© 2024 KSUT Public Radio
NPR News and Music Discovery for the Four Corners
Play Live Radio
Next Up:
0:00 0:00
Available On Air Stations

Durango High School’s Black Student Alliance heads to Atlanta

Over 130 students, faculty, family members, and community members attended the Food Dinner.
Clark Adomaitis
Over 130 students, faculty, family members, and community members attended Black Student Alliance's Soul Food Dinner at the Durango High School gymnasium.

For many Colorado teenagers, a typical spring trip might involve skiing, rafting, or backpacking. By that standard, a few Black teens in Durango have unusual plans–they’re headed to Atlanta, Georgia, to immerse themselves in Black history and culture.

Durango High School's Black Student Alliance has been raising money for a year for the field trip. They sold cupcakes, ran a concession stand, and in December, they launched a GoFundMe campaign online—raising a total of $19,000. Out-of-pocket costs for each of the seven students will be $250.

Students and a few faculty advisors will tour historically black colleges and universities, eat soul food, and visit the Martin Luther King Jr. Memorial.

“We don't have very many historically black colleges here in Colorado or even on the west coast,” explained Lyric Rodriguez, president of the Black Student Alliance. “(We’re) going to Atlanta because it's one of the most historically rich (places) that displays black culture.”

According to the U.S. Census, only .08% of Durango’s population is Black. Students in the school club aim to learn more about black culture, but they also want to raise awareness in Durango. While Black people make up a tiny fraction of the population, they still deserve recognition.

“There are different heritages and cultures (in Durango, not), just the white and skiing kind of average culture here,” Rodriguez said. “There's a very small black population, but we still need to be acknowledged. There's still racism that happens in this town.”

Giving Durango a taste of Black culture

At the recent Soul Food Dinner in March, students were able to celebrate Black culture and fundraise for their upcoming field trip simultaneously.

Barbecue chicken and mac & cheese aromas wafted through the Durango High School gymnasium. Club members served soul food to over 130 people.

Durango High School’s Black Student Alliance serves fried chicken, ribs, mac & cheese, and collard greens at its second annual Soul Food Dinner.
Clark Adomaitis
Durango High School’s Black Student Alliance served fried chicken, ribs, mac & cheese, and collard greens at its second annual Soul Food Dinner.

Pan-African colored balloons decorated the tables, and posters celebrating Black History Month adorned the walls.

The gymnasium was filled with a warm social atmosphere. Club members served food and chatted with friends and other guests.

As part of the evening entertainment, one student, Paloma Romero, recited a poem about her perspective on Black love. Here’s an excerpt:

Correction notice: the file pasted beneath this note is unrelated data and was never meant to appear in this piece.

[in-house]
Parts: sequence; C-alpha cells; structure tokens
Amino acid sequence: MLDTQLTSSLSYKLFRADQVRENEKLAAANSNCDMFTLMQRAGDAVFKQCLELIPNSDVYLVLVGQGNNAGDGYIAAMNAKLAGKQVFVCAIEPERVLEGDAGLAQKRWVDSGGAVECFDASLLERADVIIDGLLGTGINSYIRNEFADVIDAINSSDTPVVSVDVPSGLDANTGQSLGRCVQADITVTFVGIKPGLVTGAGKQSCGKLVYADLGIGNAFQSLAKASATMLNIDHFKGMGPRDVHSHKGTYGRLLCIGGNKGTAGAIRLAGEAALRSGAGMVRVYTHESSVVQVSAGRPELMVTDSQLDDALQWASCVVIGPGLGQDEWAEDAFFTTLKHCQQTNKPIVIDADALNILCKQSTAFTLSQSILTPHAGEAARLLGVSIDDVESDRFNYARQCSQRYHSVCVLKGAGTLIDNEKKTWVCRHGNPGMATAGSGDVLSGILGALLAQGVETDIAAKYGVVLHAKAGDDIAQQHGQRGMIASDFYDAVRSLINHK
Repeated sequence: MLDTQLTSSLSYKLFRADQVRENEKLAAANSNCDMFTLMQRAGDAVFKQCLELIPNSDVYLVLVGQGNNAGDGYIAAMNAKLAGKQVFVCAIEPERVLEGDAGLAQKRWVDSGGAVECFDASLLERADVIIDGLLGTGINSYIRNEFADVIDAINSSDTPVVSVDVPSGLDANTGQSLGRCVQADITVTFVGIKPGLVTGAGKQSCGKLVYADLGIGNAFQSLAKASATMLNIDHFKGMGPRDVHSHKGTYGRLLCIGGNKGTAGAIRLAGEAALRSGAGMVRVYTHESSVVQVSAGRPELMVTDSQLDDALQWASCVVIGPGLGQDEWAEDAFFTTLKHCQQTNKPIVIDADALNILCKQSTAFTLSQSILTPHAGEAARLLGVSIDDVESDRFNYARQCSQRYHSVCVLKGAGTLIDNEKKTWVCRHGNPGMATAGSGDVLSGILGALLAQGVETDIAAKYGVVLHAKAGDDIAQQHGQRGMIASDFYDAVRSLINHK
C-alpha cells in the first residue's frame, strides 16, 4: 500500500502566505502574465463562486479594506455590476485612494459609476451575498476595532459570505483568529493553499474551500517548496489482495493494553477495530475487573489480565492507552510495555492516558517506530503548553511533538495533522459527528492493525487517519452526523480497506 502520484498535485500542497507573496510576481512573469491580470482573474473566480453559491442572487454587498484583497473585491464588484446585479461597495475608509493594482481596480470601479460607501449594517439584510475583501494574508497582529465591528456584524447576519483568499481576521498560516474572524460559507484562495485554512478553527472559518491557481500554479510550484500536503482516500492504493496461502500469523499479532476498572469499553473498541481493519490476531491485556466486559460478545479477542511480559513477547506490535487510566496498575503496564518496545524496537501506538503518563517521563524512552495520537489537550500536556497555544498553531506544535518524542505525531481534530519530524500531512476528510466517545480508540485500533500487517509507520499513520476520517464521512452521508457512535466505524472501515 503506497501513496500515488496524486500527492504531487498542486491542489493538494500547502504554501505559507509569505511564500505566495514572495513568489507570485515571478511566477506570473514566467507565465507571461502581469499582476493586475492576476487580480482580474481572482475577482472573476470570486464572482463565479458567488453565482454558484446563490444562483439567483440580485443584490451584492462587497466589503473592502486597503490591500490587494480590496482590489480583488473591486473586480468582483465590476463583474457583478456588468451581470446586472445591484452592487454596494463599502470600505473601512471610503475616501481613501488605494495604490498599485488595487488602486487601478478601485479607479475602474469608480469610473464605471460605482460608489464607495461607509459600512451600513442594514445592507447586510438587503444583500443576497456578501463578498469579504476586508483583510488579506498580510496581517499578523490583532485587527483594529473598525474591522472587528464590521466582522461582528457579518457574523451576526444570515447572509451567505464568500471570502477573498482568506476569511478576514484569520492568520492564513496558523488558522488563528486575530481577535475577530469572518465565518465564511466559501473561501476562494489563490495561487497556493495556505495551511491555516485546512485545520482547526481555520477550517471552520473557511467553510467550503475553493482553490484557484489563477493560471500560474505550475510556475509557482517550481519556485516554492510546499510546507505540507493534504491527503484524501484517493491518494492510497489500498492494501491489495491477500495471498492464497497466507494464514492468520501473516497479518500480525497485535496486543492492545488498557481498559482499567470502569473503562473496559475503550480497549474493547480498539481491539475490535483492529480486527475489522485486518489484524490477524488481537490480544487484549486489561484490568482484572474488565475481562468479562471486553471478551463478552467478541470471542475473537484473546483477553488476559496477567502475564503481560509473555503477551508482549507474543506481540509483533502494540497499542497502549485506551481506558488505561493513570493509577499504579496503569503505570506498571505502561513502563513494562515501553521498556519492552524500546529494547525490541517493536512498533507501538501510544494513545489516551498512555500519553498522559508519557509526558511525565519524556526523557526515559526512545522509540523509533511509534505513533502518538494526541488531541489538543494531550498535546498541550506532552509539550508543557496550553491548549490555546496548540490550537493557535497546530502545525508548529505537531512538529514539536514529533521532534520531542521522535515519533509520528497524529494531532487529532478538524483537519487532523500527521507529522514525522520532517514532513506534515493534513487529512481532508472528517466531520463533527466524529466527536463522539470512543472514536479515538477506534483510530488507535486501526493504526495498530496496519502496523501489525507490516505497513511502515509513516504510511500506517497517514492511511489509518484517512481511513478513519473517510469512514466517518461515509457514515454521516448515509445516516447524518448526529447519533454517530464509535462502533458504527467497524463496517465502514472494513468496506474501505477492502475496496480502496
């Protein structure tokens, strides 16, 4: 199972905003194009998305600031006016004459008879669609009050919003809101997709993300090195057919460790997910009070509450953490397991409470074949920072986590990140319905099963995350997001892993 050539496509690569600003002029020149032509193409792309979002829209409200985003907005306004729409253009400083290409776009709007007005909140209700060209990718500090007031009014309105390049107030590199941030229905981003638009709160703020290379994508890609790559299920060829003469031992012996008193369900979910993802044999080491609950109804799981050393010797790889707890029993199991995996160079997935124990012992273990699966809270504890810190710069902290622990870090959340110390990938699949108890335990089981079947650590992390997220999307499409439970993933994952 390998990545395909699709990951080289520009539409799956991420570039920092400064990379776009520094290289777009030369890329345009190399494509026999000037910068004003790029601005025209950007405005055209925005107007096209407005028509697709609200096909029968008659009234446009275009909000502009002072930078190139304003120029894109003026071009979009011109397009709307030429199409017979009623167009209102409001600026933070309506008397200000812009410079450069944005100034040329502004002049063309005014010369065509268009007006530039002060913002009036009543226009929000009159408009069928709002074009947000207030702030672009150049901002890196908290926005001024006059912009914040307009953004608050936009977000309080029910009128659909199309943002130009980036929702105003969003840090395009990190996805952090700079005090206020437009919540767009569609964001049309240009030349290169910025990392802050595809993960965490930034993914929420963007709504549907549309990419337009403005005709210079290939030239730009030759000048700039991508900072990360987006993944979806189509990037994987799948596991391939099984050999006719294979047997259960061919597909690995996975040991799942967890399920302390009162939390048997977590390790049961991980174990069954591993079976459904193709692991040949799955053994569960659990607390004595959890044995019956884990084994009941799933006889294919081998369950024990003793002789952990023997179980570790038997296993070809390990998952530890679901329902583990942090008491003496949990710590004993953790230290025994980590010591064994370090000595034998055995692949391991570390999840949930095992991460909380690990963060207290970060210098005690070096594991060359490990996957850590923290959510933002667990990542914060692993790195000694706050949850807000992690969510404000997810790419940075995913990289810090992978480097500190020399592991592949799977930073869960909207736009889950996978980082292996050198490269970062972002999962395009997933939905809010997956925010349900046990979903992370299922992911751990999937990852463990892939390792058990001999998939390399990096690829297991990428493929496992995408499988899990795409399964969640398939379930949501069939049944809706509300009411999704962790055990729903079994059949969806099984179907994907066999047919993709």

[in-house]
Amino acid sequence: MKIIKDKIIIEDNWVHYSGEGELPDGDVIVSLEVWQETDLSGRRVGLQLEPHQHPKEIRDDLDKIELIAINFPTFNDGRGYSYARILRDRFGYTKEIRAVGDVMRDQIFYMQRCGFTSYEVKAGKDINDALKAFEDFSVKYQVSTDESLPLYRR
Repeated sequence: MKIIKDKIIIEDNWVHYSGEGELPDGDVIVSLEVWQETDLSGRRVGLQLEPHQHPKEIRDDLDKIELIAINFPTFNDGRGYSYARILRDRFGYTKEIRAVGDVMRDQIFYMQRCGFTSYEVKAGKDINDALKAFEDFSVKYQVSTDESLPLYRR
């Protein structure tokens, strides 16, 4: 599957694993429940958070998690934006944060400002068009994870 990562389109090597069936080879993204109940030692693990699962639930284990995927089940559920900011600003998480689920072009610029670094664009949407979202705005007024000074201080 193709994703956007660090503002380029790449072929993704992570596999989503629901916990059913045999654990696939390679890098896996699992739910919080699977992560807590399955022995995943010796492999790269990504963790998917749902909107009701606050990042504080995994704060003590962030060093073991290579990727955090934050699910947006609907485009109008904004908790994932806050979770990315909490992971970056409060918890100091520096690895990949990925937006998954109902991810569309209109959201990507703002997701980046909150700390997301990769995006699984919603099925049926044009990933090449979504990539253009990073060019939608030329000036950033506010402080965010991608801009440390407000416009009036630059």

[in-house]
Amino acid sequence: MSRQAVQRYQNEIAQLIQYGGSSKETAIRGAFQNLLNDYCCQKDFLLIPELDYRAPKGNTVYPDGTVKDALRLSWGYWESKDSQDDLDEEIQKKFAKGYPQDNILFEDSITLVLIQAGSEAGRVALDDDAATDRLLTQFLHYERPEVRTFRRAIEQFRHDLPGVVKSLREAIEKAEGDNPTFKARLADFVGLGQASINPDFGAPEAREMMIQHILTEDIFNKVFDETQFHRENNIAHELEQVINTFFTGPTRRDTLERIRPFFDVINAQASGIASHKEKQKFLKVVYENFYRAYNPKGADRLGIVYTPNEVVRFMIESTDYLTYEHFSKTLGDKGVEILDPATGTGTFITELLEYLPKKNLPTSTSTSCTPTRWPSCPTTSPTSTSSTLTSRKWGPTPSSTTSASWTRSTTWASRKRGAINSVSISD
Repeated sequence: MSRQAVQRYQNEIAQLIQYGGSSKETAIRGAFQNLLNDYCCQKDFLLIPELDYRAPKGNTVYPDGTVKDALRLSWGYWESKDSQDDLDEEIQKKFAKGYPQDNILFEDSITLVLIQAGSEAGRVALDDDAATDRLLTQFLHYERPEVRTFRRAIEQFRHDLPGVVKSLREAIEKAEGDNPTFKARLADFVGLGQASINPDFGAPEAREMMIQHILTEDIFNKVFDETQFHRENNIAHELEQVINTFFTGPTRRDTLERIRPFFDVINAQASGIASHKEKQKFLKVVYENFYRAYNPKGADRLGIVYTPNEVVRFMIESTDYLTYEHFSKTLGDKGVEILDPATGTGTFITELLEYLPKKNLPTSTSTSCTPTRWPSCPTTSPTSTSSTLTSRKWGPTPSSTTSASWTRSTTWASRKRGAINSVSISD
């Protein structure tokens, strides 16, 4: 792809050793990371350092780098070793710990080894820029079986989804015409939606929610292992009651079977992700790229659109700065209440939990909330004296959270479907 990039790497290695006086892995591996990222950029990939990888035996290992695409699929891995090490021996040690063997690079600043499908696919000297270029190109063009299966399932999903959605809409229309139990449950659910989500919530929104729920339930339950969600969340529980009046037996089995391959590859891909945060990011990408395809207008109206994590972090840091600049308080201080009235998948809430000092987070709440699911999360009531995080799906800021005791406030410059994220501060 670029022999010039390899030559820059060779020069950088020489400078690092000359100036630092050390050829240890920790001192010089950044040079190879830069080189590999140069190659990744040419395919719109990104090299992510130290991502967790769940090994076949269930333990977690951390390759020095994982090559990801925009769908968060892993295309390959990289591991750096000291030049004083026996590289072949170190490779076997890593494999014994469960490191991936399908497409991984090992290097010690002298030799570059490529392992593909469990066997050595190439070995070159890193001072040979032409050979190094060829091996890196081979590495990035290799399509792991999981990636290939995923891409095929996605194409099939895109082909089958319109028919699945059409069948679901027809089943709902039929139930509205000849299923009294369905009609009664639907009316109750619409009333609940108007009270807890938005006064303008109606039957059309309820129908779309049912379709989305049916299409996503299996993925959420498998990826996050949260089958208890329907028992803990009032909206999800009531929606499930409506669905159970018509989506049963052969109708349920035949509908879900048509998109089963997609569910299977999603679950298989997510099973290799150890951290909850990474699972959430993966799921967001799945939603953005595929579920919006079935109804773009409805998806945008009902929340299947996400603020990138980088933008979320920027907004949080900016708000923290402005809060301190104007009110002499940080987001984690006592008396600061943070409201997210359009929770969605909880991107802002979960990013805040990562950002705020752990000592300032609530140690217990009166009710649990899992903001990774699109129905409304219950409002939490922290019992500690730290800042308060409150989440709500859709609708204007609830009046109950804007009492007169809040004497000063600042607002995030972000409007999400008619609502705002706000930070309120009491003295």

"Black love has been passed on between generations. It's a love that finds its roots in history and culture and the traditions we share. I feel like when you see black, a person might see violence and harshness. I personally see my beautiful mother with sweat glistening on her temples doing everything she can to shield me from the hurt of the world..."

Martin Luther King Jr. Statue at the Georgia State Capitol.
Martin Luther King Jr. Statue at the Georgia State Capitol.

As she emceed the dinner, Ava Allen, the Black Student Alliance’s historian, did a freestyle rap, highlighting the food on the menu. For Allen, sharing soul food traditions with diverse community members was essential to the event.

It's not just for one culture, one race,” she said. “It's for everybody to come together and celebrate black lives and to understand the culture and the stories behind it.”

Atlanta, the “Black Mecca”

When they arrive in Atlanta later this month, students will have a chance to experience a city full of Black culture.
Since the 1970s, when Ebony magazine called Atlanta the “Black Mecca,” the city has been a cultural hub for Black America – from civil rights history to its Black-owned businesses and vibrant hip-hop scene to Black fraternities and Black elected officials.

Alan Batiste, a teacher at Durango High School and one of the club’s faculty advisors, views the field trip as an opportunity for students to explore their racial identities beyond Durango.

“It's hard,” he said. “You walk around, wherever you go, if you go downtown, if you're at the Rec Center if you're at a restaurant – you're not seeing yourself or people that look like you.”

Durango students will see reflections of themselves in the community and culture of Atlanta. Nearly half of Atlanta’s population is Black; most of the city consists of predominantly black neighborhoods.

The students will visit Morehouse College and Spelman College, two historically Black Colleges and Universities founded in the 1800s. They’ll also visit Georgia State University, which has more Black students than any other university in the United States.

Atlanta is the birthplace of Martin Luther King, Jr. Durango students will visit Ebenezer Baptist Church, where King was co-pastor with his father.

Some students said the trip might inform their decision on where they’ll go to college. Batiste and other mentors and parents hope the journey inspires these young people and enriches their lives even if they choose to stay in Durango after graduation.

Clark Adomaitis is a shared radio reporter for KSUT in Ignacio, Colorado, and KSJD in Cortez, Colorado, for the Voices from the Edge of the Colorado Plateau reporting project. He covers stories that focus on underrepresented voices from the Four Corners region, including the Southern Ute and Ute Mountain Ute Tribes, the Navajo Nation, Hispanic and LGBTQ+ communities, and more.
Related Stories